ELA: Students finished their critical analysis of personal narrative/memoir mentor texts and have begun to draft their own personal narratives. In the coming weeks, students will workshop their narratives with other classmates and focus on revising their narratives so that they are incorporating the elements of author’s craft and the qualities of strong narrative writing we analyzed as in our mentor texts into their own writing.
Social Studies: Students took a quiz on cultural regions of early Americans. We will spend the next week deciding whether European colonization brought civilization to the Americas or whether it was already here. We will start looking how we define what a civilization is, the useful and not-so-useful applications of the term, and look at some of the ancient societies of the Americas and decide whether they should be categorized as civilizations.
Have a wonderful weekend,
We are continuing to begin most of our Israel classes with a current events discussion. In a recent class the 8th graders had a meaningful discussion about Beacon High School’s treatment of the Israeli-Palestinian conflict. The students have continued to work on creating their own “Crash Course Histories” about different parts of Israel’s history on topics that range from Palestine in WWI to the rise of Palestinian nationalism and the PLO. This past week, in commemoration of the assassination of Yitzchak Rabin we learned about Rabin’s life and discussed how and why he changed from a military man with a strong defensive policy to a man who took great risks to achieve peace. Next week, we will examine different opinions within the Jewish community about Rabin’s efforts towards peace, with a focus on the question of what happens when a society loses the ability to have objective/respectful discourse?
Phyllis and Andreea
To celebrate completing our study of the book of Devarim/Deuteronomy, 8th graders learned there is a mitzvah that each person write his or her own Torah. Since writing a whole Torah is a bit daunting, each student chose one pasuk/verse to write and include in a creative “pass it on” project. This tied in to our theme of Legacy — what will you do with the gifts you have been given? — and well as led us straight into our next unit: laws governing the relationships between parents and children. 8th graders translated a section of Talmud that explained the obligation to treat parents with reverence: they are not supposed to sit in your chair, contradict you, or put you down! How would having more “reverence/fear” for parents change our relationships with them?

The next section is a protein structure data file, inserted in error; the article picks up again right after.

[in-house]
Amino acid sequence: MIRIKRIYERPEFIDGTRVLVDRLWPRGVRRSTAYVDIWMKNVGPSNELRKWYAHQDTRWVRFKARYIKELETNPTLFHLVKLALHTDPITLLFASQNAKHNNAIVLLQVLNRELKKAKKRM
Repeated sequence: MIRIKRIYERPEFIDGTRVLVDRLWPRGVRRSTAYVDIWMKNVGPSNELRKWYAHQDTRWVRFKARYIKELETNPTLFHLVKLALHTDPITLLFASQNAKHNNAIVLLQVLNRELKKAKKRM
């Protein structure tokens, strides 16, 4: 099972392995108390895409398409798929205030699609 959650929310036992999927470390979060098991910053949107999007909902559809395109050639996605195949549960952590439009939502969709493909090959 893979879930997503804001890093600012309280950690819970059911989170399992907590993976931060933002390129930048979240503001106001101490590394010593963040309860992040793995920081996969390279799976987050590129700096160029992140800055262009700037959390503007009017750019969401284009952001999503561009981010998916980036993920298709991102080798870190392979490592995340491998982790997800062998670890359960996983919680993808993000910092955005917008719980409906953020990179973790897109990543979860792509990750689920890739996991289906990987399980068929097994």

Please remind your child to sign up for babysitting during parent teacher conferences! And just a reminder — on Tuesday, October 30th, the 8th graders will be visiting Holocaust survivors through Selfhelp Community Services.
P.S. Here are photos of 8th graders posing with the farewell gifts they designed for Moshe to give Bnai Yisrael. I also took photos of a “chalk walk” conversation on the white boards about different phrases that appear in our tefilot/prayers because I thought your children had such interesting things to say.
The 8th Grade is coming up on the end of Unit 2; Solving Simultaneous Linear Equations in Two Variables. The graphical, substitution, and elimination methods and when they are best utilized have been explored and applying them to real-world problems is in the works. We’re finding mystery numbers, prices of items, dimensions of shapes, and capacities of fuel tanks all by solving systems of linear equations. Who knew linear equations had so many practical uses? Financial Analysts, Engineers, Architects, Healthcare Professionals, Research Scientists, and Math Teachers all around the world, that’s who!
In science these past weeks we have finished up our unit about atoms and the periodic table. For our final project students created an element brochure. They made a creative and informative bi-fold or tri- fold brochure of their element. After this brochure students started their exploration of molecules and bonds. Their first experiment was building a device that introduced electricity to salt water in order to break up the molecules of water into the basic atoms of hydrogen and oxygen. Students were excited to see bubbles being produced and logical figure out what were the bubbles. In the following weeks we will continue to explore molecules and chemical bonds.